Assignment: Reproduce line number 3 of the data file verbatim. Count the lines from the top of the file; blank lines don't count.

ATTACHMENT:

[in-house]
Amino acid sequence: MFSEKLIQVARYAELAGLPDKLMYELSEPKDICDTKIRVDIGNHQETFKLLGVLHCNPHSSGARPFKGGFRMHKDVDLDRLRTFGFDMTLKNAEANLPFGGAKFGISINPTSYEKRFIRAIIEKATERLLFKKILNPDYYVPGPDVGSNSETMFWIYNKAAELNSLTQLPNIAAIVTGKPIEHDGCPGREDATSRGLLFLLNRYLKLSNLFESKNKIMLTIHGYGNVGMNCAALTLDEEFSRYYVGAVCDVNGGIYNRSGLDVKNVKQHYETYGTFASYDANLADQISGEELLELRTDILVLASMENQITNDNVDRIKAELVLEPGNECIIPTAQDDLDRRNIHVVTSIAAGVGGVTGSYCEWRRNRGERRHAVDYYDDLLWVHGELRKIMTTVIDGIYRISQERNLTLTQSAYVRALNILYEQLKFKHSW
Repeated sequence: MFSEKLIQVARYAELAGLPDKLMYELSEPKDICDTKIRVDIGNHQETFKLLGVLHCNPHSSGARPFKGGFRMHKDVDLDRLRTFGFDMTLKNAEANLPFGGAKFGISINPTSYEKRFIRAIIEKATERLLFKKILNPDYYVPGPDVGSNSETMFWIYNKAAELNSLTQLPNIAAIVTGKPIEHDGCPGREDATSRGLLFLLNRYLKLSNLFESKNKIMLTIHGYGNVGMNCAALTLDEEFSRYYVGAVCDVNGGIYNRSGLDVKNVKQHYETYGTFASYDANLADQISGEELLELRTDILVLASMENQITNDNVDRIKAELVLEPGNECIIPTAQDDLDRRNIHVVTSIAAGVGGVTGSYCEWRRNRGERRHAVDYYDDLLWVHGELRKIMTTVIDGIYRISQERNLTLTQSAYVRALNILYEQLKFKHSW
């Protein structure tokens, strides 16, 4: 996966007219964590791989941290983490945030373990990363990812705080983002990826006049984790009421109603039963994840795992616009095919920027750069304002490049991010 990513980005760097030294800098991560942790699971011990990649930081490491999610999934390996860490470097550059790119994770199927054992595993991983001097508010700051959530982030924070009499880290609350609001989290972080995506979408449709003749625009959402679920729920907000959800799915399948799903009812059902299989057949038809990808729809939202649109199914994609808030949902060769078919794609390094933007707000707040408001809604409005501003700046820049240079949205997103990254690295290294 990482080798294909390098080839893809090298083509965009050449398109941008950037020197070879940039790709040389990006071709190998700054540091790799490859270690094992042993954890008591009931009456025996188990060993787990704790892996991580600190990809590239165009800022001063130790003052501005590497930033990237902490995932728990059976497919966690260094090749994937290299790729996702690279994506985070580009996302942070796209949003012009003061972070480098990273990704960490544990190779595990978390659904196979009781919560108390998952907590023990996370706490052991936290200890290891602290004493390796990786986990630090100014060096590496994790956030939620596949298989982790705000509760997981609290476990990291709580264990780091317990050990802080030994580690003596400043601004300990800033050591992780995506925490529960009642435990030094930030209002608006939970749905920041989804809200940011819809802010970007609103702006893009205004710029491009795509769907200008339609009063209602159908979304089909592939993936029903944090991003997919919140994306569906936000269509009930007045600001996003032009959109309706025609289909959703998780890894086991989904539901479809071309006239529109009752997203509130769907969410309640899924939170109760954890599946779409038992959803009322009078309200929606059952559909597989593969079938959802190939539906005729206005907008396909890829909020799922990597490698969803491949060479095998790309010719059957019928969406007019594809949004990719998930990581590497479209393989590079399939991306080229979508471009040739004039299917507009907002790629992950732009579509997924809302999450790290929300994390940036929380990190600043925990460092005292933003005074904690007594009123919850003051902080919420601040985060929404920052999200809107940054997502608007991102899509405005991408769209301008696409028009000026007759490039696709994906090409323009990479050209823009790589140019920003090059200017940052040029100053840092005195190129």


Repeated sequence: MFSEKLIQVARYAELAGLPDKLMYELSEPKDICDTKIRVDIGNHQETFKLLGVLHCNPHSSGARPFKGGFRMHKDVDLDRLRTFGFDMTLKNAEANLPFGGAKFGISINPTSYEKRFIRAIIEKATERLLFKKILNPDYYVPGPDVGSNSETMFWIYNKAAELNSLTQLPNIAAIVTGKPIEHDGCPGREDATSRGLLFLLNRYLKLSNLFESKNKIMLTIHGYGNVGMNCAALTLDEEFSRYYVGAVCDVNGGIYNRSGLDVKNVKQHYETYGTFASYDANLADQISGEELLELRTDILVLASMENQITNDNVDRIKAELVLEPGNECIIPTAQDDLDRRNIHVVTSIAAGVGGVTGSYCEWRRNRGERRHAVDYYDDLLWVHGELRKIMTTVIDGIYRISQERNLTLTQSAYVRALNILYEQLKFKHSW